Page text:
KINGWOOD — Teachers brought information to the Preston County Board of Education Monday that indicates the disinfectants issued to them for cleaning don’t kill COVID-19.
Preston County Education Association (PCEA) President Sarah Waugh and member Cassandra Sisler also presented the results of a survey of their members. More than 80% of the 42 teachers who responded said they were uncomfortable with the amount of PPE they were given.
“I believe that everyone felt that when this school year started there would be situations, problems and things that would have to be worked out and worked through. Whoever did the research on this disinfectant pretty obviously didn’t do it wholeheartedly or they would have found out that it didn’t do something to COVID-19,” Board President Jack Keim said.
The alternative is that it was misrepresented by the seller, he said.
The board asked Assistant Superintendents Brad Martin and Ange Varner, and Superintendent Steve Wotring, to handle the situation and have an answer it by the next meeting. But they should try to resolve it before that report, Keim said. They agreed.
“We need to resolve these concerns as quickly as possible,” he said.
Wotring is out of the office this week.
The teachers presented copies of emails sent to Spartan Chemical Company, Inc., asking if Clean by Peroxy 15 and Clean By Peroxy 40, the sprays teachers were given to wipe down tables and desks, kill the COVID-19 virus. They do not, according to the company’s replies.
These products are also used to clean school buses.
“So the solution that most staff members have and were instructed to use first does not kill the coronavirus,” Waugh said.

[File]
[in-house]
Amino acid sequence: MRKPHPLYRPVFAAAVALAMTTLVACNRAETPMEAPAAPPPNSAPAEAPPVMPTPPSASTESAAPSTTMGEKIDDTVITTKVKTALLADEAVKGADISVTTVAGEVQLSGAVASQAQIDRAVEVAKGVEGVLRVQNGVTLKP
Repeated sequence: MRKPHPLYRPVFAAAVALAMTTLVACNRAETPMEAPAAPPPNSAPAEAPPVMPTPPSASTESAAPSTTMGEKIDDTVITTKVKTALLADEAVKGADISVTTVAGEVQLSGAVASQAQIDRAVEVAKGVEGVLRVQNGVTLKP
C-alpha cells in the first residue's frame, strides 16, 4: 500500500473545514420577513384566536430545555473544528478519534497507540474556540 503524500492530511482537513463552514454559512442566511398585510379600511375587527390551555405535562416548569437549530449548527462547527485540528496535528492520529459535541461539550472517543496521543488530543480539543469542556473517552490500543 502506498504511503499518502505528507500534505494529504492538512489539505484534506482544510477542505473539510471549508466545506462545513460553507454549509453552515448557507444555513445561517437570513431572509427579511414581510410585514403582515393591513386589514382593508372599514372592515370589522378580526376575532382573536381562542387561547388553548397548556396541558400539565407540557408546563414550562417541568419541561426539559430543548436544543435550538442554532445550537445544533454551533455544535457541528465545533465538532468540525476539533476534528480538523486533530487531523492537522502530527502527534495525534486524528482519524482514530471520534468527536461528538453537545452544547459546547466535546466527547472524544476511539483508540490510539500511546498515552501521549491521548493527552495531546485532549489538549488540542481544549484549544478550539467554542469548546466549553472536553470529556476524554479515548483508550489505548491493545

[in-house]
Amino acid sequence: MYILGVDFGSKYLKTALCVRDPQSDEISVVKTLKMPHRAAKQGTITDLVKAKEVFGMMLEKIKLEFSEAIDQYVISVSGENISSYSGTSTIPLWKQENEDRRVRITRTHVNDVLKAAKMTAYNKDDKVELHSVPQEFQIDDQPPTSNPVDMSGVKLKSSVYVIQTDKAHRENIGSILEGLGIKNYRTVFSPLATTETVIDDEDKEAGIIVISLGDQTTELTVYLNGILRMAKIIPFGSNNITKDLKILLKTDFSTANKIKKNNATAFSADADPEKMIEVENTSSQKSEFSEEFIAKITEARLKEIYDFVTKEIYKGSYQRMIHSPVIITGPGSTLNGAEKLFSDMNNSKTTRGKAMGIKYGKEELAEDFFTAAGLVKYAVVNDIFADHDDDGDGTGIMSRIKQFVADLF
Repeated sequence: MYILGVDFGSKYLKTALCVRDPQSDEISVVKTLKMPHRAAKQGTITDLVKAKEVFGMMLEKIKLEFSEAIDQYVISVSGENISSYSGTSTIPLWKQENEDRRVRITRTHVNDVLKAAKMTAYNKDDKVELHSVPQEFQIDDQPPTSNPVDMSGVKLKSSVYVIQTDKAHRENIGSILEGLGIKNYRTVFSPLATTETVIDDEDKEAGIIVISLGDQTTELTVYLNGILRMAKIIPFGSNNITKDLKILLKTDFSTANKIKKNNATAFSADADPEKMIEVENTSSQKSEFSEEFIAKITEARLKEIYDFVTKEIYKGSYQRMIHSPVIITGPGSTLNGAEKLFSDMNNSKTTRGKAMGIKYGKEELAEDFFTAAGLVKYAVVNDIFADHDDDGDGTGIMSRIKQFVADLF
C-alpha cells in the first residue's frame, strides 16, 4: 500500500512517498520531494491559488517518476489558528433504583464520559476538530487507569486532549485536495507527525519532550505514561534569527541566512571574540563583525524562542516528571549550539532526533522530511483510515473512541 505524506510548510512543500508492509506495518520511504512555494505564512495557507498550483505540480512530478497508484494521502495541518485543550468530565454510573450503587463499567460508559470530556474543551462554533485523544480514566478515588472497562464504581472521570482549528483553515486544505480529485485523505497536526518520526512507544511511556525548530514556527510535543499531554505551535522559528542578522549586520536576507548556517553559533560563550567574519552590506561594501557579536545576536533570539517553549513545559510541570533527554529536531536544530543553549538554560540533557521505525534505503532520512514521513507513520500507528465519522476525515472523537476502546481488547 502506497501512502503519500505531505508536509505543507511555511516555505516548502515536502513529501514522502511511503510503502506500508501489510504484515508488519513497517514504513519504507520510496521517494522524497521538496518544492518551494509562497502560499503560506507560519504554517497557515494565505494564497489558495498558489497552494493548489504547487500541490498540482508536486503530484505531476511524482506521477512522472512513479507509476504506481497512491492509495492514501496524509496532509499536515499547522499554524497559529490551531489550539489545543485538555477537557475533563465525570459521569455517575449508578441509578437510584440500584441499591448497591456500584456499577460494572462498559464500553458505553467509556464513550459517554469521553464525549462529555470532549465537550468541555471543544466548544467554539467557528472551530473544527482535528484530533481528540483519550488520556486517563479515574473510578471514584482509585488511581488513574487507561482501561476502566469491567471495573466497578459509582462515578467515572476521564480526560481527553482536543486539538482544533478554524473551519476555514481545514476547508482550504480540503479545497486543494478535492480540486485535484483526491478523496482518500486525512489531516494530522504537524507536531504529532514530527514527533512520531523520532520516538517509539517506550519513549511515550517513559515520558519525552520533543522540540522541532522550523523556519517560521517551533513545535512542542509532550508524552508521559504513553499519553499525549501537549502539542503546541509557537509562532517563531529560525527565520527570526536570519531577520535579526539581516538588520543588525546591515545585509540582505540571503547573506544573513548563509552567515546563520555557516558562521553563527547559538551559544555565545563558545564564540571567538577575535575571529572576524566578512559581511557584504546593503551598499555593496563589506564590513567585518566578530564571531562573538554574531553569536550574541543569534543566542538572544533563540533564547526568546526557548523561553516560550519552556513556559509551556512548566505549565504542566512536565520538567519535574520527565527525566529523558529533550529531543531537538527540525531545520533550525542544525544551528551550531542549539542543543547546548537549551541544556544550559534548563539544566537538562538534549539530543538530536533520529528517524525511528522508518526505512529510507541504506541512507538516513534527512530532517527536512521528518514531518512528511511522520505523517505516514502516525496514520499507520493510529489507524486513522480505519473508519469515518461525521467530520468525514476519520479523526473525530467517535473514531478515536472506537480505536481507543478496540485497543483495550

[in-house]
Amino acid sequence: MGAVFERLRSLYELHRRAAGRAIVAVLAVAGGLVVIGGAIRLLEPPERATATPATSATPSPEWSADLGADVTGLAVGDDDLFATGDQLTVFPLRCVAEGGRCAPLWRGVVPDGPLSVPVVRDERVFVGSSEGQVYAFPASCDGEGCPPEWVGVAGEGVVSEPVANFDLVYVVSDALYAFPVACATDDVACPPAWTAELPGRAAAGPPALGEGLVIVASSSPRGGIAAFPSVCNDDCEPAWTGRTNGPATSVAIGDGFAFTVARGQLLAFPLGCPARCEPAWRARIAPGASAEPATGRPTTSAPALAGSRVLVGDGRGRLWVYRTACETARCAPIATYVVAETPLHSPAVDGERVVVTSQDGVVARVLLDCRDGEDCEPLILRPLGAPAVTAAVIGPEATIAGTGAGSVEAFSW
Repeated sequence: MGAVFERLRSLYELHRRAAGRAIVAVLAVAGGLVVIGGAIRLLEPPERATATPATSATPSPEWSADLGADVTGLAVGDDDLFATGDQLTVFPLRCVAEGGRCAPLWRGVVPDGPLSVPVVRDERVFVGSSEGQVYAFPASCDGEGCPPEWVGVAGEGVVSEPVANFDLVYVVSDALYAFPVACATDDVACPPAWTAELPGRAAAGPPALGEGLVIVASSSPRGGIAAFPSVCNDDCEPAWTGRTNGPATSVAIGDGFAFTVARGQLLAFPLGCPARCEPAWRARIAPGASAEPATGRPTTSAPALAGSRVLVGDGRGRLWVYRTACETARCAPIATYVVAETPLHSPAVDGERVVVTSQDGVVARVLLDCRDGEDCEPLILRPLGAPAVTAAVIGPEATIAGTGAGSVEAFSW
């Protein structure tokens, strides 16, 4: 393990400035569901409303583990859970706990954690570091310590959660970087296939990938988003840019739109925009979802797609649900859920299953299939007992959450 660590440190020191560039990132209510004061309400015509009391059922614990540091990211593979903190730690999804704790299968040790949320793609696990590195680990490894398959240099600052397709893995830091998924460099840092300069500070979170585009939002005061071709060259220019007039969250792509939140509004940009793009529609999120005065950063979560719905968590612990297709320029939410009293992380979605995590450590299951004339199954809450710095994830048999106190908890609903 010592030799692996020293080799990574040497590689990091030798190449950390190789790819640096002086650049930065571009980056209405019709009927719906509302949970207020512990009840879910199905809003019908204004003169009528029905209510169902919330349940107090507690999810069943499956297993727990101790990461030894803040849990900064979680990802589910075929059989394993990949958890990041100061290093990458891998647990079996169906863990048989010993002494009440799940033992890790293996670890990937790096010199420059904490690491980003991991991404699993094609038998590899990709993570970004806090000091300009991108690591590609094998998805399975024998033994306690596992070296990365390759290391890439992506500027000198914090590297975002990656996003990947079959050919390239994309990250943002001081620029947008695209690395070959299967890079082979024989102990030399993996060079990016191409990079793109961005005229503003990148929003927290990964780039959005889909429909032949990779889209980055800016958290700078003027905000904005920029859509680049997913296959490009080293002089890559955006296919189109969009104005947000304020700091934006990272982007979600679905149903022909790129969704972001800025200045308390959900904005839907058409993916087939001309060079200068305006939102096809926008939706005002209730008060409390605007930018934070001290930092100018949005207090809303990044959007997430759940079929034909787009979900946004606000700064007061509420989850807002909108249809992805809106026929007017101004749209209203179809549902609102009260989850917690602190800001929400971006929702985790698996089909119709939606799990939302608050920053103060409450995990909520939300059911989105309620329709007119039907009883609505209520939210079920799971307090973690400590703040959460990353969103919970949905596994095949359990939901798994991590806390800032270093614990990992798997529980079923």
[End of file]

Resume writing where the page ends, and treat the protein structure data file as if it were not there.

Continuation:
“We’re terrified,” Sisler said, showing two towels and the spray she was given to clean tables with all week. She asked if any board member would be comfortable with her cleaning their desk with them. There were no takers.
She said Microban and Birex, a product used in hospitals, kill COVID-19.
There are other products like Lysol spray, Martin said. Sisler said several teachers share one can of Lysol at her school.
“I don’t understand how we dropped the ball,” Board Member Pam Feathers said, noting the board was told enough PPE was on hand to start school.
Keim also referred to the low number of survey respondents — 24% — who said they received enough training on use of PPE, and the only 19% who said they were told how to get more supplies.
Teachers and staff were at work for two weeks before students came to school, Keim noted.
“It was my understanding that this is the kind of stuff that was supposed to be discussed in that two-week period,” Keim said.
Sisler teaches at West Preston, where an employee tested positive for COVID-19, it was announced Monday. She and Waugh questioned if state health protocol is being followed on quarantine. The county’s policy has been reviewed by the health department.